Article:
Fur babies. That’s what we call our pets before we have little human babies of our own. As a pet owner, I would post pictures of my dogs like they were kids. There were trips to the park, special birthday cookies, birthday hats on occasion, couch cuddles, and so many more special bonding things. There was even a time where the dogs were actually allowed on the bed! For all intensive purposes, pets are our babies especially if we have them from puppyhood (or kittenhood, for you weird cat owners).
Then life changes. It’s a slow change, starting with a growing belly and buying some baby things. Pet are curious– sniffing around, nudging your belly, being the extra shadow (and the constant tripping hazard) you didn’t know you even needed. Picture that scene from Lady and the Tramp when Lady starts wondering, “What is a baby? I just can’t understand. It must be something wonderful… ’cause everybody’s smiling in a kind and wistful way. And they haven’t even noticed that I’m around today.” One question runs through every pet parent’s mind: How do we prepare our fur baby for our human baby? Worlds colliding.
There are different schools of thought on this, really.
Some parents make sure to prepare their pets for the baby from day one. After the birth of their new bundle, they may send dad home with a baby scented blanket for the pets to sniff and explore. Other parents may set up a gate to allow their pets visual access to the new addition for a short period of time before the real introduction. There are parents who don’t allow the baby and pets to have much contact, if any.
The other way is to just dive right in. I intended to be in the first camp of a slow introduction with my pets and little guy, but I turned out to be more in this second camp. My husband wasn’t able to run home before we returned home for good (mostly because of exhaustion and not wanting to be away from our new kid). The first time our dogs got a whiff of their new baby brother was when he strolled in the door. This can be an iffy way to introduce your pets and kid, but it all comes down to how much you let your pets interact with your child.
After introduction comes the real challenge: Living together. Everyone has their opinions when it comes to letting pets interact with children. If you’re like me (who has two big dogs), people were not shy about giving their opinion. “Your dog could bite your baby. You don’t want them too close. Don’t let them lick your baby.” and on and on and on.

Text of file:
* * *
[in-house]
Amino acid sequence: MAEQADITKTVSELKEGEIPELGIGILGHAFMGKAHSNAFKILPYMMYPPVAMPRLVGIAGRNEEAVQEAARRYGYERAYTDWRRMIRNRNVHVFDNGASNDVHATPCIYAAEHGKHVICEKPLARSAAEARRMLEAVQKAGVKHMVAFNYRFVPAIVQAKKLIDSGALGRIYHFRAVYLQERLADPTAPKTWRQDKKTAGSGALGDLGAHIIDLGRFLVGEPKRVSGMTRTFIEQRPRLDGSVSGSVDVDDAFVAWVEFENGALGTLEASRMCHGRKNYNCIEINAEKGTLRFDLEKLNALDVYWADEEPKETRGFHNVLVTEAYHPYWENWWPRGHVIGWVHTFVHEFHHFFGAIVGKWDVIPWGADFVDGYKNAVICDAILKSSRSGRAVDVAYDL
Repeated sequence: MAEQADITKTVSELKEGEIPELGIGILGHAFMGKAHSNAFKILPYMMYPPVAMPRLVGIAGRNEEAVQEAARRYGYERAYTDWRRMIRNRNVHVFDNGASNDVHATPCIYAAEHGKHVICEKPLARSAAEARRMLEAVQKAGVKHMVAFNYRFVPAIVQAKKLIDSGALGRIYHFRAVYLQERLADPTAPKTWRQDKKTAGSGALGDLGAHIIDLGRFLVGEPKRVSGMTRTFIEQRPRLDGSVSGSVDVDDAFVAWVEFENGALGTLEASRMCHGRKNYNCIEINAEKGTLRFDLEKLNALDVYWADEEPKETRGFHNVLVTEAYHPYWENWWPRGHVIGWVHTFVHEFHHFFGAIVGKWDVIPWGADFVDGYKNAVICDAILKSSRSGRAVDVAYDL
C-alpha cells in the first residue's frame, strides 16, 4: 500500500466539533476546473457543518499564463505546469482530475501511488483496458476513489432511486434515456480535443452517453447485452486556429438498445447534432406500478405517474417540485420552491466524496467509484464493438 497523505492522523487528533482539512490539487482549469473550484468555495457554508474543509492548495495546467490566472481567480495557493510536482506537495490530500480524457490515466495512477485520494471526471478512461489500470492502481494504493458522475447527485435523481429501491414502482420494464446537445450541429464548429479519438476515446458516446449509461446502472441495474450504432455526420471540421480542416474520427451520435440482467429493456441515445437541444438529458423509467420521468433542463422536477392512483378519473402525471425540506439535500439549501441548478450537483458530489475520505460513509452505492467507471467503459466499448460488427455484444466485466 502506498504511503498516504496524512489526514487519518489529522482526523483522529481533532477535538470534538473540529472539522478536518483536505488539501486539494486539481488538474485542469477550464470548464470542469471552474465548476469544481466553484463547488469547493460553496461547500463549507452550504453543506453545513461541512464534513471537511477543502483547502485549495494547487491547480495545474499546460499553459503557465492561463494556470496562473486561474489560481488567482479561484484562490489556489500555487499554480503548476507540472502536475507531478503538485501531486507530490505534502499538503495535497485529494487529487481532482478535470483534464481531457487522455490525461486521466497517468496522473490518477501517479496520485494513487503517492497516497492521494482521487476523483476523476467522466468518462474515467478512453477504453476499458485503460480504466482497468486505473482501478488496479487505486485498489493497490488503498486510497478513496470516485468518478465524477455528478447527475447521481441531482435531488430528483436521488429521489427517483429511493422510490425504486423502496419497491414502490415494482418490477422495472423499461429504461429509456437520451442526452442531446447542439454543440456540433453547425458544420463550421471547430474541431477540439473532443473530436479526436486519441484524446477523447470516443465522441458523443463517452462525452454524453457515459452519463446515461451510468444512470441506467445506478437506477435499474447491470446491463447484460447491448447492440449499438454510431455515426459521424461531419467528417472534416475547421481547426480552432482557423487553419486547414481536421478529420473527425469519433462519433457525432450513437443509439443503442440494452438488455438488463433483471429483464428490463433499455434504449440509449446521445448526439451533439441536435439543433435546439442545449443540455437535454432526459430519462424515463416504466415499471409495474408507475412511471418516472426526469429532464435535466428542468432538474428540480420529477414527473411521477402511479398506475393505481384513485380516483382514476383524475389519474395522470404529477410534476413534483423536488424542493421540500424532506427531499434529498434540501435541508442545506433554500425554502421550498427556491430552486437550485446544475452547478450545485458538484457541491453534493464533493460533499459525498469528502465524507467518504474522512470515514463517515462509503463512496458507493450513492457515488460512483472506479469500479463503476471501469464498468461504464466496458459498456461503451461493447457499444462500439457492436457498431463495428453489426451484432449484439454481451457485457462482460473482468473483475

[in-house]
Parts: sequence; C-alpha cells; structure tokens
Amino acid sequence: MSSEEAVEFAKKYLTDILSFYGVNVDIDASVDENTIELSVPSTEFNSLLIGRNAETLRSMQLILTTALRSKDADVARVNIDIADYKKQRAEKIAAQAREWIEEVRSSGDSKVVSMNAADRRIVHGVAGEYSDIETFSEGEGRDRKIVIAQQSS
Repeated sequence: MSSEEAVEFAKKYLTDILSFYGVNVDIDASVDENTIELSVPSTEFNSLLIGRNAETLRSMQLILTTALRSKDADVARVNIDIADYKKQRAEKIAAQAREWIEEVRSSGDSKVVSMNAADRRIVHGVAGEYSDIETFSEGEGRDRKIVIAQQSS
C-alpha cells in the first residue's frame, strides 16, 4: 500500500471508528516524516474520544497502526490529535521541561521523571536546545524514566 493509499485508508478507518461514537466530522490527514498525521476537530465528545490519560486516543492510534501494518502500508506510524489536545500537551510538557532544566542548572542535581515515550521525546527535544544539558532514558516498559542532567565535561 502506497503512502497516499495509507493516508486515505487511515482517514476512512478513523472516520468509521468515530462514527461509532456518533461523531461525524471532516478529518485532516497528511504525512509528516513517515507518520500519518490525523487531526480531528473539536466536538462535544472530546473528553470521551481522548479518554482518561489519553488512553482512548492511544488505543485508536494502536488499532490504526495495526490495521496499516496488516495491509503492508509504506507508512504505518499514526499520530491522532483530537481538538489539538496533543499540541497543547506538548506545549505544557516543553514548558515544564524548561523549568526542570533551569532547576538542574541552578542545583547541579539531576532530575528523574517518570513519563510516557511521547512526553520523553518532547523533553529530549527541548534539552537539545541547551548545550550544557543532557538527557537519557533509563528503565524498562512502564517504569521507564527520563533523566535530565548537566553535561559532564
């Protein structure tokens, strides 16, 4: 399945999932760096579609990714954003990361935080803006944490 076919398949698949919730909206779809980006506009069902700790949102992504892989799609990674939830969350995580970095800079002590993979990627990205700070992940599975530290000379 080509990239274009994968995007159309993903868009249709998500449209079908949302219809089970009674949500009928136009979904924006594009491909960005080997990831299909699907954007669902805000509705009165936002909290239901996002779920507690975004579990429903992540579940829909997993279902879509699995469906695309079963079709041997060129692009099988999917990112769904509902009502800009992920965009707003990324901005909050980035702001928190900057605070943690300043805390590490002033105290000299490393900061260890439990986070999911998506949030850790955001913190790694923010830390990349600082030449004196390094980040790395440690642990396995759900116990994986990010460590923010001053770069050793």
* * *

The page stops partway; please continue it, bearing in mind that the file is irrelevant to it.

With any pet there is always a risk of injury to any person. They are animals, after all. They do have teeth and are definitely capable of biting. But one thing to remember is that you know your pet(s). You know their limitations and their reactions. You understand how they tick. You know if they can handle a baby pulling on their face or if that will cause anxiety for the pet. Everyone will have opinions on your pets and kid(s) interacting but all that matters is how you feel about it. If you teach your child proper pet handling and boundaries (how you treat your pet) then the chances of any physical harm in the future will be the furthest thing from your mind!
And some pets just aren’t great with kids. This happens sometimes. Parents are able to navigate those waters by putting up baby gates to keep pets separate when it’s time for some floor play for their little one.
Just keep reminding yourself that you know your pet and what they can handle. The words of outsiders shouldn’t impact how your child(ren) and pet(s) interact. Someone will lose some fur at some point. Someone may get knocked down a time or two. Things happen when worlds collide. But bonds are also formed. Love grows and cuddles multiply with our fur babies and human babies. Watching my son squeal at the sight of our german shepherd makes me laugh so much. Our pit bull mix is a big cuddle bug and just wants to kiss W all the time. He loves his pups.
And, let’s be real, a little dog slobber never hurt anyone.